The situation is all too common: The Association has a delinquent owner that owes several thousand dollars in past-due assessments and other fees. The Board took every step it needed to by following its collections policy, placing a lien on the property, and filing foreclosure. As the long foreclosure process comes to a close, the board is looking forward to getting a new owner in the unit. The property is set for sheriff’s sale when suddenly, everything comes to a halt: the delinquent owner has filed for bankruptcy.
Bankruptcy can be especially frustrating for associations. The silver lining is that if the association has a lien on the property, it will generally enjoy advantages over other types of creditors in a bankruptcy.
Bankruptcy is a complicated proceeding, and each case will be different. In a typical Chapter 13 case, the Association generally has two options to protect its interest: filing a proof of claim and obtaining relief from automatic stay.
Filing for bankruptcy imposes an “automatic stay”. An automatic stay means that any and all collection efforts against the debtor for the pre-bankruptcy delinquency must stop, including placing a lien on the property or continuing a foreclosure case.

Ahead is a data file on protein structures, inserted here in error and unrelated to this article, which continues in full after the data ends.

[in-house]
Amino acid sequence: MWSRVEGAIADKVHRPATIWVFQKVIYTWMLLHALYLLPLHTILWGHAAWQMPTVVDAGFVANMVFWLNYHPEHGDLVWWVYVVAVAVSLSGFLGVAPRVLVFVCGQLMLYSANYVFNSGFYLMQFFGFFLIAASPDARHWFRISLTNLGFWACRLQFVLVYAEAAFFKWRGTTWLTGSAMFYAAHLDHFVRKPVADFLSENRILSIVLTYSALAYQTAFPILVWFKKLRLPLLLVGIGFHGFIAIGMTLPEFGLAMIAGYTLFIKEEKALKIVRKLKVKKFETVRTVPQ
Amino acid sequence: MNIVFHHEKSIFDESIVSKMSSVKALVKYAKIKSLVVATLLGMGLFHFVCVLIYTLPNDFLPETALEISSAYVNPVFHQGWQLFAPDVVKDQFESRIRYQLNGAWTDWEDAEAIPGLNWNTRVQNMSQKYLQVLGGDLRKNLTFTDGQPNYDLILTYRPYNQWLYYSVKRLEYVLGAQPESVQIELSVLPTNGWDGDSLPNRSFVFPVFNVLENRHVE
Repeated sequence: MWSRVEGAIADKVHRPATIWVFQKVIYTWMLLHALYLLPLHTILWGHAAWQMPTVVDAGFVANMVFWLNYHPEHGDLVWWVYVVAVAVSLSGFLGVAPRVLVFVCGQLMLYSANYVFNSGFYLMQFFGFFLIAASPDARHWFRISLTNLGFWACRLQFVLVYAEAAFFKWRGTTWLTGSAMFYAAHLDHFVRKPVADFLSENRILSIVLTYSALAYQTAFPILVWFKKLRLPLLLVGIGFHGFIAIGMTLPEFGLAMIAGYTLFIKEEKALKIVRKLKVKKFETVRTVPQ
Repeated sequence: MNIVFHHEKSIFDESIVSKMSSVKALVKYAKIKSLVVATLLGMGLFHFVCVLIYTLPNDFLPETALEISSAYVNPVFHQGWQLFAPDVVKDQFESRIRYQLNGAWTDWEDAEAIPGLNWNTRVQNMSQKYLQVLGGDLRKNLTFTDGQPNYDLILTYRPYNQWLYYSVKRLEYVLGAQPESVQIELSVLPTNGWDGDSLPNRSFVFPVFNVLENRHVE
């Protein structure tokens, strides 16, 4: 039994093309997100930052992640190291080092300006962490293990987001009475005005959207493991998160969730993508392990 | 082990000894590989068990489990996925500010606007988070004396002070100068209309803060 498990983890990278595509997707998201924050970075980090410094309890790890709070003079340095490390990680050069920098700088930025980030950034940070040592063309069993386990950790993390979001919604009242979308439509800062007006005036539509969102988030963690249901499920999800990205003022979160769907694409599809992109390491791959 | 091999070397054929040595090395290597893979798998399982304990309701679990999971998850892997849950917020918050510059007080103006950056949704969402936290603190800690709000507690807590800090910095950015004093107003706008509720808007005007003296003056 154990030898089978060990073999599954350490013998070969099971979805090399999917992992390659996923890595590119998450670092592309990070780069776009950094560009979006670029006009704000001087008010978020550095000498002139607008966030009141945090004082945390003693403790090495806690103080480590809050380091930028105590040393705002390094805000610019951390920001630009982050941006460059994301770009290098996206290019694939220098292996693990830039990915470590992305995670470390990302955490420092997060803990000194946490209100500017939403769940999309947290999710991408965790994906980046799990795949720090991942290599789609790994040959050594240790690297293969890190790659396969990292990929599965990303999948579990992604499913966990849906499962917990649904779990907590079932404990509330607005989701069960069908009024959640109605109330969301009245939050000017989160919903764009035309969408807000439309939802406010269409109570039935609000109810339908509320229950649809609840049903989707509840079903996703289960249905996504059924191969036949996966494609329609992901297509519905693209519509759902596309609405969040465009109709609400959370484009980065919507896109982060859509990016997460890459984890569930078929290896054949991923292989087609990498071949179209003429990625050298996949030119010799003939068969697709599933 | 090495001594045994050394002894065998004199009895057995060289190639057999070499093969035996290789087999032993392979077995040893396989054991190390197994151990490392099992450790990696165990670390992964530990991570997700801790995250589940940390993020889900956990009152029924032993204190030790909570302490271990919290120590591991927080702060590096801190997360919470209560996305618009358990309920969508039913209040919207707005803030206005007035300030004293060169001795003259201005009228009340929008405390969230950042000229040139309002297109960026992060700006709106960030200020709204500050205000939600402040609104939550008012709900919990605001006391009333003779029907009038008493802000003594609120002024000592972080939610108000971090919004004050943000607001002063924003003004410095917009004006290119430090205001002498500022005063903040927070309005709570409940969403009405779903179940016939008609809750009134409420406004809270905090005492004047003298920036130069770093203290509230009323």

There are two steps the Association should take immediately upon learning of a bankruptcy – the first is to notify our office and the second is to start a separate accounting for any and all delinquent fees, legal costs, assessments, etc., that are incurred after the owner files for bankruptcy.
Associations have options when it comes to protecting their interest in a bankruptcy case. If the Association has filed a lien on the property, the Association should have our office submit a proof of claim. A proof of claim is a way of proving to the court that the Association is entitled to be in the bankruptcy plan. This means that the Association will be paid back from pre-petition assessments through payments made by the delinquent owner in accordance with their plan.
In addition to a proof of claim, if the Association is already involved in a foreclosure against the delinquent owner when they filed for bankruptcy, the Association could ask for relief from the automatic stay. Relief from automatic stay is special permission from the bankruptcy court to continue a foreclosure suit.
This means that an association that was in the middle of an interrupted foreclosure suit can continue the suit, even though a bankruptcy has been filed. Relief may be given if the Association can prove that the delinquent owner has not been making his or her association payments since they filed for bankruptcy.
Bankruptcy can be a daunting obstruction to Associations. It can cause prolonged delays in getting a new owner in that will pay the Association on time. The Association does have options, however. The bankruptcy process also underscores the importance of placing a lien on a delinquent owner’s property. If you have questions regarding bankruptcy or your Association’s collections procedure, please feel free to call our office anytime.